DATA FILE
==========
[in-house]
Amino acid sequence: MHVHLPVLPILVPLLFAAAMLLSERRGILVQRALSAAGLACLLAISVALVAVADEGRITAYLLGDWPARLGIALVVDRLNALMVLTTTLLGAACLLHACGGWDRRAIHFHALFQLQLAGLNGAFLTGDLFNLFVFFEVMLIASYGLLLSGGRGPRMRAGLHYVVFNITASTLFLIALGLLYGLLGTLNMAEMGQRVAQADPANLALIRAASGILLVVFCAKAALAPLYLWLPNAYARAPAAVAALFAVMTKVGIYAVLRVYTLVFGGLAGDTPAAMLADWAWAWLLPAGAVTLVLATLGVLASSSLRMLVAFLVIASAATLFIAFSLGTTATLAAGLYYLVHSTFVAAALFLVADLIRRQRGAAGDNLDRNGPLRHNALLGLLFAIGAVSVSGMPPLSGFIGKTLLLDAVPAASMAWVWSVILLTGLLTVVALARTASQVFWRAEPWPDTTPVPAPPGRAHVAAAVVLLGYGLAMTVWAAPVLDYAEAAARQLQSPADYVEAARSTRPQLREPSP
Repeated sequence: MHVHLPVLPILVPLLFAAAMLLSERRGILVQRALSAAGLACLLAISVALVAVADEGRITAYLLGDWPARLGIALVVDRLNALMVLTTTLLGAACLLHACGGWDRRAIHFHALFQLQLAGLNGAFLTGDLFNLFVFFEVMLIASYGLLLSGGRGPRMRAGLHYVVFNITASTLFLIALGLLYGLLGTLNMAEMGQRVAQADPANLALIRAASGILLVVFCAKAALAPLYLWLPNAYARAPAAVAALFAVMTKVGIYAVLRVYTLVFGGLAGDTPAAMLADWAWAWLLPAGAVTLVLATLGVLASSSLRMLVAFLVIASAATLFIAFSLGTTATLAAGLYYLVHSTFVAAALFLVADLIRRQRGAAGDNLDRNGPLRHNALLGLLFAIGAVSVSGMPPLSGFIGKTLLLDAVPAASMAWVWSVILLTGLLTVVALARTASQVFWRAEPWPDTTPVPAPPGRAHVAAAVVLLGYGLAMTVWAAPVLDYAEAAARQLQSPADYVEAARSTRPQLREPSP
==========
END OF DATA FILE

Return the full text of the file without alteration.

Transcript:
[in-house]
Amino acid sequence: MHVHLPVLPILVPLLFAAAMLLSERRGILVQRALSAAGLACLLAISVALVAVADEGRITAYLLGDWPARLGIALVVDRLNALMVLTTTLLGAACLLHACGGWDRRAIHFHALFQLQLAGLNGAFLTGDLFNLFVFFEVMLIASYGLLLSGGRGPRMRAGLHYVVFNITASTLFLIALGLLYGLLGTLNMAEMGQRVAQADPANLALIRAASGILLVVFCAKAALAPLYLWLPNAYARAPAAVAALFAVMTKVGIYAVLRVYTLVFGGLAGDTPAAMLADWAWAWLLPAGAVTLVLATLGVLASSSLRMLVAFLVIASAATLFIAFSLGTTATLAAGLYYLVHSTFVAAALFLVADLIRRQRGAAGDNLDRNGPLRHNALLGLLFAIGAVSVSGMPPLSGFIGKTLLLDAVPAASMAWVWSVILLTGLLTVVALARTASQVFWRAEPWPDTTPVPAPPGRAHVAAAVVLLGYGLAMTVWAAPVLDYAEAAARQLQSPADYVEAARSTRPQLREPSP
Repeated sequence: MHVHLPVLPILVPLLFAAAMLLSERRGILVQRALSAAGLACLLAISVALVAVADEGRITAYLLGDWPARLGIALVVDRLNALMVLTTTLLGAACLLHACGGWDRRAIHFHALFQLQLAGLNGAFLTGDLFNLFVFFEVMLIASYGLLLSGGRGPRMRAGLHYVVFNITASTLFLIALGLLYGLLGTLNMAEMGQRVAQADPANLALIRAASGILLVVFCAKAALAPLYLWLPNAYARAPAAVAALFAVMTKVGIYAVLRVYTLVFGGLAGDTPAAMLADWAWAWLLPAGAVTLVLATLGVLASSSLRMLVAFLVIASAATLFIAFSLGTTATLAAGLYYLVHSTFVAAALFLVADLIRRQRGAAGDNLDRNGPLRHNALLGLLFAIGAVSVSGMPPLSGFIGKTLLLDAVPAASMAWVWSVILLTGLLTVVALARTASQVFWRAEPWPDTTPVPAPPGRAHVAAAVVLLGYGLAMTVWAAPVLDYAEAAARQLQSPADYVEAARSTRPQLREPSP